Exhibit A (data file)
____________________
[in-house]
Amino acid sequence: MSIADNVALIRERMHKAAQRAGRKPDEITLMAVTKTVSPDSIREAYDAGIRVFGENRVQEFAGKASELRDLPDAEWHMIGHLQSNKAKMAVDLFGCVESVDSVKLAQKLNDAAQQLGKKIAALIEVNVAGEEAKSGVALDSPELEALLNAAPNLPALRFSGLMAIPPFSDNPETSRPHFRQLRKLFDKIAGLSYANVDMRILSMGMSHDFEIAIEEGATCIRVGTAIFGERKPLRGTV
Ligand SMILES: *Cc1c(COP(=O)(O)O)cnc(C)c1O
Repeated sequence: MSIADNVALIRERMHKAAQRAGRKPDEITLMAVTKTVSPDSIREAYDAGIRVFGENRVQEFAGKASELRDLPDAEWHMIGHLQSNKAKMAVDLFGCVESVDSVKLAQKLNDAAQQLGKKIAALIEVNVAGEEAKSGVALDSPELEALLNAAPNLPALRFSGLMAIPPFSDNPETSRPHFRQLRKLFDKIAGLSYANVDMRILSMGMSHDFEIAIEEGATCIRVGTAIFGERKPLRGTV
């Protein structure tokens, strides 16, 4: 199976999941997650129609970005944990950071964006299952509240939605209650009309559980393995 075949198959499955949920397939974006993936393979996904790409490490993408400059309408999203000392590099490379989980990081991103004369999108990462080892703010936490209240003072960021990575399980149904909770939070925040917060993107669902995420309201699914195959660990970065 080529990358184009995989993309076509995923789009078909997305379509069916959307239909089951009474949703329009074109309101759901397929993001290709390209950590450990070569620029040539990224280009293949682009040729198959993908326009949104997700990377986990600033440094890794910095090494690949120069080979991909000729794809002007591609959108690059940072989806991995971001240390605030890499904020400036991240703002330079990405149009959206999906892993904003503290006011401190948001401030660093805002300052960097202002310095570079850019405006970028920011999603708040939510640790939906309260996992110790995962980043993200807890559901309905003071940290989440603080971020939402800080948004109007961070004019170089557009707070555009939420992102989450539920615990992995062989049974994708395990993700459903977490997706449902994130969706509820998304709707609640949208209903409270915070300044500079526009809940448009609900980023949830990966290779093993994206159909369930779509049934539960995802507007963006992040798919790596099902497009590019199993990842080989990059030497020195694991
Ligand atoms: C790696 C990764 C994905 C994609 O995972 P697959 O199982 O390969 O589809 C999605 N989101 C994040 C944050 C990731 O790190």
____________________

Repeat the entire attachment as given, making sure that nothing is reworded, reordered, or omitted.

[in-house]
Amino acid sequence: MSIADNVALIRERMHKAAQRAGRKPDEITLMAVTKTVSPDSIREAYDAGIRVFGENRVQEFAGKASELRDLPDAEWHMIGHLQSNKAKMAVDLFGCVESVDSVKLAQKLNDAAQQLGKKIAALIEVNVAGEEAKSGVALDSPELEALLNAAPNLPALRFSGLMAIPPFSDNPETSRPHFRQLRKLFDKIAGLSYANVDMRILSMGMSHDFEIAIEEGATCIRVGTAIFGERKPLRGTV
Ligand SMILES: *Cc1c(COP(=O)(O)O)cnc(C)c1O
Repeated sequence: MSIADNVALIRERMHKAAQRAGRKPDEITLMAVTKTVSPDSIREAYDAGIRVFGENRVQEFAGKASELRDLPDAEWHMIGHLQSNKAKMAVDLFGCVESVDSVKLAQKLNDAAQQLGKKIAALIEVNVAGEEAKSGVALDSPELEALLNAAPNLPALRFSGLMAIPPFSDNPETSRPHFRQLRKLFDKIAGLSYANVDMRILSMGMSHDFEIAIEEGATCIRVGTAIFGERKPLRGTV
């Protein structure tokens, strides 16, 4: 199976999941997650129609970005944990950071964006299952509240939605209650009309559980393995 075949198959499955949920397939974006993936393979996904790409490490993408400059309408999203000392590099490379989980990081991103004369999108990462080892703010936490209240003072960021990575399980149904909770939070925040917060993107669902995420309201699914195959660990970065 080529990358184009995989993309076509995923789009078909997305379509069916959307239909089951009474949703329009074109309101759901397929993001290709390209950590450990070569620029040539990224280009293949682009040729198959993908326009949104997700990377986990600033440094890794910095090494690949120069080979991909000729794809002007591609959108690059940072989806991995971001240390605030890499904020400036991240703002330079990405149009959206999906892993904003503290006011401190948001401030660093805002300052960097202002310095570079850019405006970028920011999603708040939510640790939906309260996992110790995962980043993200807890559901309905003071940290989440603080971020939402800080948004109007961070004019170089557009707070555009939420992102989450539920615990992995062989049974994708395990993700459903977490997706449902994130969706509820998304709707609640949208209903409270915070300044500079526009809940448009609900980023949830990966290779093993994206159909369930779509049934539960995802507007963006992040798919790596099902497009590019199993990842080989990059030497020195694991
Ligand atoms: C790696 C990764 C994905 C994609 O995972 P697959 O199982 O390969 O589809 C999605 N989101 C994040 C944050 C990731 O790190």